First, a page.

Whether you’ve just finished sewing the Velcro as above or if you’d rather sew it later, now it’s time to grab your pocket piece. Gently fold it, wrong sides together. Lay out your inner lining pieces, right sides together. Place the pocket in between, and clip all three pieces together. All right sides should be touching, with wrong sides out (the wrong side of the inner lining 2 pieces are shown below – the wrong side of this PUL is white).
Using a 1/4″ seam allowance, sew around the edges of the lining, leaving the top open. Clip bottom corners.
Turn the lining right side out, push out the corners, and top stitch the middle pocket piece.
Alright, finish line in sight! Now, onto your outer piece! Fold your outer piece in half, right sides together. Sew down both of the side edges, using a 1/4″ seam allowance. Clip the corners.
*TIP: My favorite tool for pushing out corners perfectly is my orange peeler! It has a flat, square shape with gently rounded edges, making it safe and easy to use when pushing those corner seams out into neat right angles!
Slip your inner lining pocket piece (right sides out) into your outer piece (wrong sides out) so that both pieces are touching, right sides together. Stretch the lining very slightly as needed, and stitch around the top pieces with a 1/4″ seam allowance, leaving a 2-inch gap open for turning.
Carefully pull your lining out through your remaining gap. When both sides are right side out, use your orange peeler — I mean, point turning tool — by sliding it into the gap and pushing those corners out one last time.
Now, ease your lining into the pocket of your outer bag. (The wrong sides of both pieces will be touching).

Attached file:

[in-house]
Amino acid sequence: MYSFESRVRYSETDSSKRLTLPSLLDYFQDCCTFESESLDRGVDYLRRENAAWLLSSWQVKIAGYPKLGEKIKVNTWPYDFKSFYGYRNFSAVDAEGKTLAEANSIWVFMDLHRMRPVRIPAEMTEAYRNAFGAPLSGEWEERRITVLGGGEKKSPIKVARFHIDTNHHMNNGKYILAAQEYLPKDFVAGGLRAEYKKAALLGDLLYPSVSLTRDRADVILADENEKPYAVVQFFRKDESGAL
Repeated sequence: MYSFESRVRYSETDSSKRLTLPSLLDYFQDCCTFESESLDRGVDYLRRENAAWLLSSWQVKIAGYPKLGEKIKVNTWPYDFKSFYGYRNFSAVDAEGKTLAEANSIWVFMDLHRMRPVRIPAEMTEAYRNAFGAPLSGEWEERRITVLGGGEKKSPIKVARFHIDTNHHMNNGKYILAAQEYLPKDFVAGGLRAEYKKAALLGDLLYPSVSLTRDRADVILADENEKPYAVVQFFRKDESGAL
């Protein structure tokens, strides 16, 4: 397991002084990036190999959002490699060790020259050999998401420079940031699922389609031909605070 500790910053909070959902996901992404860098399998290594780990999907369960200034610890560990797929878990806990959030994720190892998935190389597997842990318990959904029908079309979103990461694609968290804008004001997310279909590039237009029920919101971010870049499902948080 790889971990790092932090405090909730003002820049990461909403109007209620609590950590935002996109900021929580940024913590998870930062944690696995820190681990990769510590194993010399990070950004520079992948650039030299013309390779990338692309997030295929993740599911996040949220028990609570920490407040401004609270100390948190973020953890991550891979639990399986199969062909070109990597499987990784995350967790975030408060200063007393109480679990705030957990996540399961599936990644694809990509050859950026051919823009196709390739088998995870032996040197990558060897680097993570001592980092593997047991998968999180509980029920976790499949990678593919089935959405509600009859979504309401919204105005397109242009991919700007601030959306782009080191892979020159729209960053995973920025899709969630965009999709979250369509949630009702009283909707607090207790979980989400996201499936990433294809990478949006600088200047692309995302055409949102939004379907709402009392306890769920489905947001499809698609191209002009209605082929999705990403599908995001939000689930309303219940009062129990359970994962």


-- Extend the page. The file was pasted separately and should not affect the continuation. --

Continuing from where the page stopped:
If you didn’t sew your Velcro earlier, you can do it now. Then, top stitch around the entire opening.
You should be looking at your reusable baggie!
*TIP: You may find that your presser foot sticks to your laminate fabric when top stitching. While a teflon foot is a good investment for those who sew on a lot of laminate fabric, I simply placed a piece of scotch tape over my presser foot, and was able to easily top stitch with the tape in place. Here’s another tutorial about sewing with laminated fabrics for more information.
There you have it! Ready for school, and saving money! Kind of makes you feel like a Back-to-School Super Mom, doesn’t it?!
*a note about PUL for food storage: after researching the PUL used in this tutorial–from Babyville– I found this information on their webpage regarding food safety:
“Our PUL has passed all the necessary tests for use in children’s products and Babyville PUL has passed all the required testing that is necessary for anything to be food safe: however, there is no certification from the FDA deeming any fabric to be “food safe”. Remember PUL does have a heat sensitive laminate side so any direct heat will damage it so it is not suitable for use in the microwave or other heating vessels.”
Thanks for trying my 1+1=2 reusable sandwich bag tutorial! I hope you enjoy it.
Nichole blogs at Bluebird & the Boy and is a design contributor for SewMcCool.com. To make sure you don’t miss a fun tutorial, please follow SewMcCool by e-mail (the link is at the top of the right-hand column) or join me on BlogLovin’ – the button is just below the e-mail feed box!